OSTG | ThinkGeekSlashdotITMJLinux.comSourceForge.netfreshmeatNewslettersPriceGrabber JobsBroadbandWhitepapers
-advertisement-
NewsForge
August 30, 2005

  Special Offers      
Get news and special offers on:
Networking
Internet Security
E-commerce
Linux
Email:

Programming

Other Languages

Why Linux needs Rexx

Tuesday June 28, 2005 (09:01 AM GMT)
By: Howard Fosdick

  Printer-friendly   Email story  

Rexx is a scripting language that was invented at IBM years ago. The Linux community has largely ignored Rexx, but I believe it could play an important role in Linux's challenge to the Windows desktop. How can a language many in the Linux community have never even heard of be valuable in Linux's fight for the desktop?

In many ways Rexx is a predecessor to the open source scripting languages that play such a prominent role in Linux. Like many of those languages, Rexx is free, portable, widely used, and standardized. Rexx runs runs anywhere, from handhelds to desktops to servers to mainframes. It enjoys a strong international standard, so scripts run across all these platforms.

Rexx has a world-wide user community that offers good support, hundreds of free tools, and nine different Rexx interpreters optimized for various platforms and purposes. Rexx books, resources, and forums come in a wide variety of spoken languages.

So what, you say? That's all well and good, but it's nothing different from what languages like Perl and Python offer.

What distinguishes Rexx is that it blends ease of use and power through a host of specific techniques. Ease of learning and ease of use are why Rexx came bundled as the scripting language of the Amiga OS and OS/2. Many thousands of developers and end users learned the language through these desktops of yesteryear and still remember it fondly today. Rexx has a proven track record as the driving language for major desktop systems.

Rexx's power has enabled it to be the dominant scripting language on mainframes for two decades. To this day no other scripting language challenges it on any mainframe operating system.

Linux needs an easy-to-learn, easy-to-use scripting language for desktop users and casual programmers. It has to be a language that users can learn quickly but that they won't have to abandon for lack of power as they become proficient. It has to be a language they can script from memory, without complicated syntax or tricky linguistics. It should be a language with deep reach into other platforms and cross-systems compatibility to support Linux's integration into IT. And it should have great international support.

Rexx fits the bill.

Languages like Perl are great for developers but they don't address these needs. They're power languages packed with benefits. But ease of learning, ease of use, and user-friendliness for the desktop user or casual script writer are not among them.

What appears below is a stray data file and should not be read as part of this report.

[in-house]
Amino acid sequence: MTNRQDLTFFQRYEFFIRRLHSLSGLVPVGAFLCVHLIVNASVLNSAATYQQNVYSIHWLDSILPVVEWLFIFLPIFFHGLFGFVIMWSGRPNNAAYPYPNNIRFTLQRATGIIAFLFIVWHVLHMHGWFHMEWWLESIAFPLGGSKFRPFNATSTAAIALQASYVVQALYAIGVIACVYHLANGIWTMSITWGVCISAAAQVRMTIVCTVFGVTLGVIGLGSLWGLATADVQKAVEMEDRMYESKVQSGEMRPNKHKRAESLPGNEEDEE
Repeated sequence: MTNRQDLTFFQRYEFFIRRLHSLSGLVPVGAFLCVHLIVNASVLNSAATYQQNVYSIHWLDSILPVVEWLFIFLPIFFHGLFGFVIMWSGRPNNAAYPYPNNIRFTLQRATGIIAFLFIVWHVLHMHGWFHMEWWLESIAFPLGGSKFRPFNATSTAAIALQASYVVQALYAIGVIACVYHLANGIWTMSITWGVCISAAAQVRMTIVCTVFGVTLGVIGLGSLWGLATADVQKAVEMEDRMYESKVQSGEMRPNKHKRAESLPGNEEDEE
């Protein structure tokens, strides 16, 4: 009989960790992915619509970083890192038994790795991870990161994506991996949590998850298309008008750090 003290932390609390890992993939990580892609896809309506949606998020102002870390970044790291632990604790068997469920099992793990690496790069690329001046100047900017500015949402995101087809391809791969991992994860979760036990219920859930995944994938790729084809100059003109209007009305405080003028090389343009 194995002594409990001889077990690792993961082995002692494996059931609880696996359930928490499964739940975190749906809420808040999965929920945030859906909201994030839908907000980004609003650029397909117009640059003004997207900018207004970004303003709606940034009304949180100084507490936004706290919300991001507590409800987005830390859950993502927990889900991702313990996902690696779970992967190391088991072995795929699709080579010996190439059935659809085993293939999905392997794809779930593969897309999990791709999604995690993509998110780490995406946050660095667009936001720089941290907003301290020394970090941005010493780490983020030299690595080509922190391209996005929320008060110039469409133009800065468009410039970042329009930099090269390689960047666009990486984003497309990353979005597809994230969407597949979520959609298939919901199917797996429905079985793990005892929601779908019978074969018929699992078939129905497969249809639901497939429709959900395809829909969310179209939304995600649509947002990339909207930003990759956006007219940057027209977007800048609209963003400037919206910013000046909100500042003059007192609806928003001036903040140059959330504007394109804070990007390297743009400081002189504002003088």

Python is easy to learn. But new users and occasional programmers don't think in object-oriented terms. One must be taught to think this way. My friend, a high school computer science teacher, tells me that new users state their programming problem and then ponder the steps to resolve it. They don't identify the objects of a problem space and then consider the methods they need. At the end of the semester, a few advanced students love object-oriented programming and are off and coding Java. The vast majority would have been better served by having learned to script procedural solutions for common programming problems.

I have great respect for the enthusiastic Python developers who tell me that anyone can program in the language, and that ease of use is one of Python's big advantages. But I believe they are wrong in thinking that even casual users must love (or be made to love) the OO paradigm.

Tcl/Tk is another great language, and one that is easy to learn and use. But Tcl/Tk doesn't offer Rexx's wide-ranging ties to other systems, from handhelds to mainframes. (It runs on many platforms but is identified primarily with Windows and Unix-oriented systems.) Nor does Tcl/Tk present a proven track record as the default scripting language for other operating systems. Few IT sites rely on Tcl/Tk for admin scripting.

"Classic" Rexx is a procedural language. Yet it offers a 100%-upwardly compatible object-oriented version as well. Open Object Rexx is fully object-oriented, with classes, messaging, single and multiple inheritance, polymorphism, encapsulation, overloading, and all the rest. It comes with a huge class library.

The advantage to Rexx is that users have a choice. They can script procedurally or write fully object-oriented code. Since Open Object Rexx runs any classic Rexx script, users can evolve into object-oriented scripting at the rate at which they feel comfortable -- or not. Users are not compelled into object-oriented scripting. This dual, procedural-plus-OOP approach yields compatibility and a reach across platforms, history, and the needs of beginners that is required for a truly successful language for the casual developer.

Languages like Perl, Python, and Tcl/Tk are among the great advantages to Linux. But Linux needs a language that addresses the casual programming needs of desktop users, end users, white-collar professionals, and occasional administrators. Rexx fulfills these needs.

See for yourself

Sample Scripts -- Download scripts for Linux and/or Windows plus Open Object Rexx scripts for Linux. The interpreters below also come loaded with sample scripts.

Books -- The Rexx Programmers Reference covers all aspects of free Rexx and its tools in 690 pages for $25. Rexx books are available in dozens of languages.

Free Rexx interpreters For Linux

Regina: Highly portable, professional, runs everywhere.

Open Object Rexx: Fully object-oriented superset of classic procedural Rexx.

BRexx: Fastest Rexx with the smallest footprint.

Rexx/imc: Proven interpreter with a track record extending back a decade for support.

NetRexx: A "Rexx-like" language for Java environments. Use NetRexx to develop Java-compatible applications, applets, servlets, beans and components.

Free Rexx interpreters for other platforms

Reginald: Offers a high degree of Windows integration with Windows hooks and access to all DLLs.

r4: Adds tools for Windows programming from the command line.

Rexx for Palm OS: Standard Rexx for the Palm OS.